A review by Ben Brantley for the New York Times.
When you hear a drum beat as you’re watching Marcus Gardley’s “The House That Will Not Stand,” which opened on Monday night at New York Theater Workshop, sit up and pay attention. It’s likely to be the prelude to a flash of wondrousness.
Drums are what herald two extraordinary monologues in this densely packed, erratic comic drama, directed by Lileana Blain-Cruz. Their percussive insistence shapes two separate instances when both a character and the play that has hitherto confined her soar into a stratosphere of freedom.
Each is, to some degree, about living in — and denying — captivity in early 19th-century New Orleans. The first monologue belongs to Marie Josephine (a rapturous Michelle Wilson), a middle-aged woman who is a virtual prisoner of her domineering sister, as she recalls a cruelly terminated love affair with a drummer who, like her, had skin as black as “a midnight with no stars.”
The second soliloquy finds Makeda (Harriett D. Foy), a household servant of regal bearing, delivering a propulsive history lesson to Odette (Joniece Abbott-Pratt), the youngest daughter of the house, who believes her dark complexion is a fatal stain. In a speech that recalls the time-bending arias of August Wilson, Makeda hymns the sacredness of the drum:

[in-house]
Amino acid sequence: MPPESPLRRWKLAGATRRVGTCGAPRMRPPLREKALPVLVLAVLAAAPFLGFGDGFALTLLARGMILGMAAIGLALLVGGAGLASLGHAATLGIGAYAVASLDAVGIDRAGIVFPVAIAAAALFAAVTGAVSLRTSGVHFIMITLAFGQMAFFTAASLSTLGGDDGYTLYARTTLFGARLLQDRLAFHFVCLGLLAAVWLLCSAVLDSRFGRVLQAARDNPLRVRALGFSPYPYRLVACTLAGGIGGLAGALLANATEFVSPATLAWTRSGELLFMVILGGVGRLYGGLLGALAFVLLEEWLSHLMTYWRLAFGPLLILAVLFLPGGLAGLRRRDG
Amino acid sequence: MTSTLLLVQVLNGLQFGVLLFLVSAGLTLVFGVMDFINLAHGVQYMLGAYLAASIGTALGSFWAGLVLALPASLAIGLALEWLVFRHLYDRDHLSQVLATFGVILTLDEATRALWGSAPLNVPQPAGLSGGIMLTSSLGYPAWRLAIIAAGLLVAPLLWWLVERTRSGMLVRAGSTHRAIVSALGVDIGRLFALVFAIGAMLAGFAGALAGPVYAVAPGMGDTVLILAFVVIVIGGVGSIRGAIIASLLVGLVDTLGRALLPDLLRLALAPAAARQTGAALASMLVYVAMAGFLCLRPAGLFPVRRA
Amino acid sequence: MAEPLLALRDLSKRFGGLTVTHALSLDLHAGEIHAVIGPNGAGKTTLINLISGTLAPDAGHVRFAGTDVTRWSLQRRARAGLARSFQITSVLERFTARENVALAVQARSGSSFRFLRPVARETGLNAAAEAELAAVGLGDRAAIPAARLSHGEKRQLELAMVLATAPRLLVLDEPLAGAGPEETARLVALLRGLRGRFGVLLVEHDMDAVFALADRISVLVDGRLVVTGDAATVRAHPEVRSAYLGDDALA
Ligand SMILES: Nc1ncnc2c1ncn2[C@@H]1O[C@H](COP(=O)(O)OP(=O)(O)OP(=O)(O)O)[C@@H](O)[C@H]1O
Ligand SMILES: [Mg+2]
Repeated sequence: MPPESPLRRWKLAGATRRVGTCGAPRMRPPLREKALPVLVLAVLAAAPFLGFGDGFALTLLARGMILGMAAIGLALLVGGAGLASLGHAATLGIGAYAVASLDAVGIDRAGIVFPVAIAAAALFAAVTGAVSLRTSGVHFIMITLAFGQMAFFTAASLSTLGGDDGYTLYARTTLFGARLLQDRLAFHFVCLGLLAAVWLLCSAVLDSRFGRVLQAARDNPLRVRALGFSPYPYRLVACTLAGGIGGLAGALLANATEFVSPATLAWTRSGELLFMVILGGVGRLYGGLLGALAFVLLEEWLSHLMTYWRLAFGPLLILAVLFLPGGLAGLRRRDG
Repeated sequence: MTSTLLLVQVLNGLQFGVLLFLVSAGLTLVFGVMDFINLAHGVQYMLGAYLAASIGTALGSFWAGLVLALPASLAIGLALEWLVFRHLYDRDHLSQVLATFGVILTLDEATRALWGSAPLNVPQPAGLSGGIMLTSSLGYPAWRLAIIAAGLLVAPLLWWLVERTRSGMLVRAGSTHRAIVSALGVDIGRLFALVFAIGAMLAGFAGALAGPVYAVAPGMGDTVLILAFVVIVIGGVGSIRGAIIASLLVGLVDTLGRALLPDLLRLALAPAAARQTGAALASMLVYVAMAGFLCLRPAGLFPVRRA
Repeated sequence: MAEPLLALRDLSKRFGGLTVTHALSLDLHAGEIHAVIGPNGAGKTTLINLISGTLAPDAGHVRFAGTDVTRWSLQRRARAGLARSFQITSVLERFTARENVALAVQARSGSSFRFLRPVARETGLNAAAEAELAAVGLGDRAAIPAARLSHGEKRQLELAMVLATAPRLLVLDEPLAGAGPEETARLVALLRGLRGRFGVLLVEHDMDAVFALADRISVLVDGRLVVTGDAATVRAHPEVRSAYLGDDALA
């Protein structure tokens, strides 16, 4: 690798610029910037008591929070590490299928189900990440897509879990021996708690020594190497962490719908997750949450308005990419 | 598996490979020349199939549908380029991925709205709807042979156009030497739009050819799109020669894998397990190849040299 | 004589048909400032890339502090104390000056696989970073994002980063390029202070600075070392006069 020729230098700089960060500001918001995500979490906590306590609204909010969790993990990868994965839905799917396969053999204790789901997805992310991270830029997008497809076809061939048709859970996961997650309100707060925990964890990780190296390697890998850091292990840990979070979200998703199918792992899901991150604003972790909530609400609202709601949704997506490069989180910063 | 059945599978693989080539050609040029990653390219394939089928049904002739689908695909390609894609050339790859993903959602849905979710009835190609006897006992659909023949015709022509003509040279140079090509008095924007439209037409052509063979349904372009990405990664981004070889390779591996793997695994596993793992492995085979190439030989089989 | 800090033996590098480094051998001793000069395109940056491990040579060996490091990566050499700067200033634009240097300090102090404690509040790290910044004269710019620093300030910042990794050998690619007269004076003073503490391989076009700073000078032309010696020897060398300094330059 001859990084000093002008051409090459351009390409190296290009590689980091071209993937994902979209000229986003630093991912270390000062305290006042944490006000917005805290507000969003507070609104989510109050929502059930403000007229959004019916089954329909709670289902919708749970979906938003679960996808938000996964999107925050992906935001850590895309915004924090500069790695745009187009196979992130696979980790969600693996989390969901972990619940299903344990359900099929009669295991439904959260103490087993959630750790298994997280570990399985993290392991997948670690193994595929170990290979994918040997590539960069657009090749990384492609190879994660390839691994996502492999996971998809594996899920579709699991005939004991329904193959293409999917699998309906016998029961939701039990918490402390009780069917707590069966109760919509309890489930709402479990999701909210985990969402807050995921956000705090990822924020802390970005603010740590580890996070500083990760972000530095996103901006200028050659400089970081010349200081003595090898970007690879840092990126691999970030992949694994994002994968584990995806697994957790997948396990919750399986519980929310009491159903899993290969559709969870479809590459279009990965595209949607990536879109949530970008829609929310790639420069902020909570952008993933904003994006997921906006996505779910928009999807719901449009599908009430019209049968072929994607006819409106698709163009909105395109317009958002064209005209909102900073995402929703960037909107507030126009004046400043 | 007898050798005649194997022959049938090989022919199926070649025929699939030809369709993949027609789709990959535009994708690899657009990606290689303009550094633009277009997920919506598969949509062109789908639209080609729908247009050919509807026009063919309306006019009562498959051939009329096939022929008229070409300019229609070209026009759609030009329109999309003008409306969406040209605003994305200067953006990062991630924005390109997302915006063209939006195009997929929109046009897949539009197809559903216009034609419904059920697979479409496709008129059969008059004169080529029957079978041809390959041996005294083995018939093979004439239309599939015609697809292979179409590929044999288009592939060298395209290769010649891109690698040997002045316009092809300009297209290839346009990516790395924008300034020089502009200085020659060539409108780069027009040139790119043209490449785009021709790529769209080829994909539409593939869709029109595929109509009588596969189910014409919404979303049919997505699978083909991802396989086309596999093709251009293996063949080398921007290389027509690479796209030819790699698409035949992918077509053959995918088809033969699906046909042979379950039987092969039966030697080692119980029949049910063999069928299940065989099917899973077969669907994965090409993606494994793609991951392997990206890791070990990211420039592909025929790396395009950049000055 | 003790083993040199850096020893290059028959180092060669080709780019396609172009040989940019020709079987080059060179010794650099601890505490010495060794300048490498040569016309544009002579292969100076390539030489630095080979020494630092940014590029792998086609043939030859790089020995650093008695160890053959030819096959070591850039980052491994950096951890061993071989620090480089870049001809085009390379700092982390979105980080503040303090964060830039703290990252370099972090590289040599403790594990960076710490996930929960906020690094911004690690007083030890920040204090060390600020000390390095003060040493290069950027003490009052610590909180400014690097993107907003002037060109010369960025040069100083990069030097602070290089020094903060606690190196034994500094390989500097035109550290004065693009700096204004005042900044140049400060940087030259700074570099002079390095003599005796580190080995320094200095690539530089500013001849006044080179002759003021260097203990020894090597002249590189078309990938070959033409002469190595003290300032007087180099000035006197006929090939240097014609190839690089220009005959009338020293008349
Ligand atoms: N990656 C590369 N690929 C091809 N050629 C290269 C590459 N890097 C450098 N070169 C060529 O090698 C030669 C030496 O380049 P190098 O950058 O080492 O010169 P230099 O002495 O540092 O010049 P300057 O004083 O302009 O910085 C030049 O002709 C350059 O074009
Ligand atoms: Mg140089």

It be the sway in a Negro woman’s hip
The shuffle in a colored man’s stride.
The beat be the blackest thang alive
Wake up! See how we survived
Makeda, rumor has it, is skilled in the sinister arts of voodoo. But what she’s channeling here is a spirit of pure divinity. And as Ms. Foy rides the bucking rhythms of Makeda’s journey through the past, present and future of African-Americans, she achieves an exaltation that lifts her and the audience into the empyrean.
“The House That Will Not Stand” is Mr. Gardley’s loquacious and freewheeling answer to “The House of Bernarda Alba,” Federico García Lorca’s tightly coiled 1936 tragedy of sexual repression in rural Spain. Mr. Gardley’s “House” lacks the compelling inevitably and grim logic of Lorca’s.
Yet consistency of plot and tone clearly are not Mr. Gardley’s first objectives. What he’s up to here is suggested by the difference between the titles of his and Lorca’s plays. (Mr. Gardley has made a specialty of ingenious riffs on classic themes and American archetypes, in works that include “X: or, Betty Shabazz v. the Nation” and “A Wolf in Snakeskin Shoes,” which relocated Molière’s “Tartuffe” to Atlanta.)
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Though he has provided an equivalent to Lorca’s titular matriarch — Beartrice Albans, embodied by the formidable Lynda Gravátt — the house that gives his play its name is more openly metaphoric. This house that is destined to fall is the corrupt institution of slavery.
Or rather slavery in many forms — cultural, familial and religious, in a world where worth is measured by skin tones. This “House” has been built in a fascinating, very particular time and place in American history, when women of color were mistresses to white New Orleans grandees in a system called plaçage.